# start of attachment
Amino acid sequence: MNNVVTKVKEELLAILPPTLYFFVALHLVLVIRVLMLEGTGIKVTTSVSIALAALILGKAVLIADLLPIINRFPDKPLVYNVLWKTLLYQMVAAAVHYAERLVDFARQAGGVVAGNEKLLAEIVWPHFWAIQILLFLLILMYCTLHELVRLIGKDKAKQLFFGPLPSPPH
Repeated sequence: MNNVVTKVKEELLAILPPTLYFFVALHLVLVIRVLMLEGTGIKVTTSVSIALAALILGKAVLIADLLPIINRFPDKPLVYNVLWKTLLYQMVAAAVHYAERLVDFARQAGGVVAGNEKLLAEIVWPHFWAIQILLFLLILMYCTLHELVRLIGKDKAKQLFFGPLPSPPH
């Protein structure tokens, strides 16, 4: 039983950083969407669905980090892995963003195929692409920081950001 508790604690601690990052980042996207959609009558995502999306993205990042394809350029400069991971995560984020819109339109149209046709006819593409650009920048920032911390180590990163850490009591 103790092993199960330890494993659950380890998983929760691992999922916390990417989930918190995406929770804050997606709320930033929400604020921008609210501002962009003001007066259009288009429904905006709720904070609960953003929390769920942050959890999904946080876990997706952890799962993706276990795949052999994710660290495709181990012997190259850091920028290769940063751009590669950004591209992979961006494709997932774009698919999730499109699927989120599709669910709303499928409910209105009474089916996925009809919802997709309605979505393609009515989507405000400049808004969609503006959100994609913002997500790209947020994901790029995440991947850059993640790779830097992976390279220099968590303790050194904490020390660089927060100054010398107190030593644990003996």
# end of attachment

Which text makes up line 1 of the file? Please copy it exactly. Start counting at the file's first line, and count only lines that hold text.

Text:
Amino acid sequence: MNNVVTKVKEELLAILPPTLYFFVALHLVLVIRVLMLEGTGIKVTTSVSIALAALILGKAVLIADLLPIINRFPDKPLVYNVLWKTLLYQMVAAAVHYAERLVDFARQAGGVVAGNEKLLAEIVWPHFWAIQILLFLLILMYCTLHELVRLIGKDKAKQLFFGPLPSPPH